For years, the Mais and the Nguyens have been at odds, having owned competing, neighboring pho restaurants. Bao and Linh, who’ve avoided each other for most of their lives, both suspect that the feud stems from feelings much deeper than friendly competition.
But then a chance encounter brings Linh and Bao in the same vicinity despite their best efforts and sparks fly, leading them both to wonder what took so long for them to connect. But then, of course, they immediately remember. Can Linh and Bao find love in the midst of feuding families and complicated histories? 

First let’s talk about the plot! The original premise sounded very promising, and the plot was executed pretty well. The readers were able to get lovely descriptions of Phở and other delicious Vietnamese foods, which made me, admittedly, very hungry. Unfortunately, I felt as though we didn’t get much time in the restaurants. It would have been so cool to see all the steps it takes to establish a restaurant.

The characters were a delight! Bao was snarky and always made me laugh. He was honestly just a really kind and caring character towards everyone really. I loved how the idea of not knowing what he wanted to do in the future was executed in the novel. Uncertainty about the future is a very real that people go through, so it was definitely cool to see! Linh on the other hand knew she wanted to be an artist. It’s wonderful to see young people pursuing the arts, and I loved how Loan Le incorporated Linh’s family into her art. Linh’s inspiration for creating art was very beautiful and I found myself liking her character. However, she wasn’t as memorable as I thought she’d be. Moreover, Linh and Bao had a very healthy relationship. They were so cute together, and made a fantastic team! There was some miscommunication, but it was worked out throughout the novel!

Since the version I read of A Pho Love Story was an ARC, there won’t be any quotes in my review. Instead, take this cute cat!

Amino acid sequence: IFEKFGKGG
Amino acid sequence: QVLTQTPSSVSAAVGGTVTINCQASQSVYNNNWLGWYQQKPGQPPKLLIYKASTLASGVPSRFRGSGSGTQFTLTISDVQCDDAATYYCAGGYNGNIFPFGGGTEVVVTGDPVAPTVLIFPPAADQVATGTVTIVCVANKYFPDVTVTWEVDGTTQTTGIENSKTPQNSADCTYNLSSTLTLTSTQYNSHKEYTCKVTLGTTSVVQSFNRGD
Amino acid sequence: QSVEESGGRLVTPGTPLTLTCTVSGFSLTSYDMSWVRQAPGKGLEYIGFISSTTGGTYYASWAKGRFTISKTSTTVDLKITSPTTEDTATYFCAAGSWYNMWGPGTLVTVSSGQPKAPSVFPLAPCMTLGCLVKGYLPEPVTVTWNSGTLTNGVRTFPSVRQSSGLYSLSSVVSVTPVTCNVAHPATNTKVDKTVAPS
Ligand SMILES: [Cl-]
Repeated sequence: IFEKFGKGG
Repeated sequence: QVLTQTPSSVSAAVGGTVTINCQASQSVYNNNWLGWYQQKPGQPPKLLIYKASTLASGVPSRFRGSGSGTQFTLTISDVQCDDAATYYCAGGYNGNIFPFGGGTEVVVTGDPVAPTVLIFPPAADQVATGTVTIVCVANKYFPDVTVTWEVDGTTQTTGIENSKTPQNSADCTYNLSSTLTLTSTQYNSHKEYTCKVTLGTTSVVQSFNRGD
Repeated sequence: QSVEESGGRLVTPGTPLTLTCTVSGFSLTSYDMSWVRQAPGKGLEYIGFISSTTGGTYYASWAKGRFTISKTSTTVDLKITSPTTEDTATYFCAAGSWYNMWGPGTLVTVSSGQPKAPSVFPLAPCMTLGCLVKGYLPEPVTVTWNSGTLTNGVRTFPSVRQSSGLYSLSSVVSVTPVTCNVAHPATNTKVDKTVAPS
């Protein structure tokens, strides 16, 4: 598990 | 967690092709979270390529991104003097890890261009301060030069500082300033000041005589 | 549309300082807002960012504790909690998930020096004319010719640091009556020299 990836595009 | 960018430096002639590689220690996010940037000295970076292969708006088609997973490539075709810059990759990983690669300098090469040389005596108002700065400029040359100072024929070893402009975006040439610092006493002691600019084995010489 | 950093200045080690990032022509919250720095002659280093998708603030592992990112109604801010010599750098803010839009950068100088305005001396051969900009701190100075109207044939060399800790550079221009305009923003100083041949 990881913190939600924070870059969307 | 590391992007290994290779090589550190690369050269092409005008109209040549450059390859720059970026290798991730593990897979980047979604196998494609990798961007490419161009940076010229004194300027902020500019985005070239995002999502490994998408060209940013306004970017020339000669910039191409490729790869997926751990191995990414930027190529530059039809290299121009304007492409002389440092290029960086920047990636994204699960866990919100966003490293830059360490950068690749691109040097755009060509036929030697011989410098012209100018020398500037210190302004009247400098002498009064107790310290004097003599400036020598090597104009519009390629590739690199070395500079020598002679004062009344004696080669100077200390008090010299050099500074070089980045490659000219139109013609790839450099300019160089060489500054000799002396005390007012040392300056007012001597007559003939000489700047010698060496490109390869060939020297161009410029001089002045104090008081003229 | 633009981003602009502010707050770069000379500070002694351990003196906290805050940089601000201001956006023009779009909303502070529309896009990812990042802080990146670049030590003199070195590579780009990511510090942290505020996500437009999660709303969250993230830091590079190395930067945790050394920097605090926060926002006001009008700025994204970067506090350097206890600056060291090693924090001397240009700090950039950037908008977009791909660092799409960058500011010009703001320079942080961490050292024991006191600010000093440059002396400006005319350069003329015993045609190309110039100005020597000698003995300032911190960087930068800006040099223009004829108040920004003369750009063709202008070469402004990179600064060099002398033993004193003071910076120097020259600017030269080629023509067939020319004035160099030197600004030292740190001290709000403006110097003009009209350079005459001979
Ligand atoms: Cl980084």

The side characters were unique as well. I loved how the cast was almost all Vietnamese. It was very refreshing to see! Linh’s friend Ally, and Bao’s friend Viet, where great supporting characters. They were both helpful, and funny. I only wish the author went more in depth into the lives of the side characters. I also absolutely adored the family dynamic. The tension between the two families felt raw and realistic. Another character I enjoyed reading about is Chef Le and his family’s hilarious cameos. It was nice to see a very wholesome relationship between the Mai sisters. Evie and Linh have a lovely sibling dynamic that I wish was explored more in the book. A Pho Love Story is gorgeously done in terms of creating a sense of community within families, and I fell in love with that. Having a loving family is something very special, so I am very happy it was explored vividly throughout the novel.

The dialogue between Linh, Bao, and their friends felt pretty average, nothing ground-breaking was said. It was the dialogue between the main characters and their parents that really intrigued me. I haven’t read many YA novels where the parents and children had intricate relationships. Furthermore, it was very interesting to see Vietnamese spoken throughout the book. I love learning about different languages and cultures, so this only added to the enjoyment of the novel!

I unfortunately struggled with the writing style. The point of view switches from Bao to Linh, and vice versa every 10-15 pages or so. I found myself struggling with trying to understand if the we were in Bao’s head, or in Linh’s. At other times, the story felt repetitive and boring. In my opinion, A Pho Love Story didn’t need to be over 400 pages long. If it was slightly shorter, I’m sure I would have loved it even more.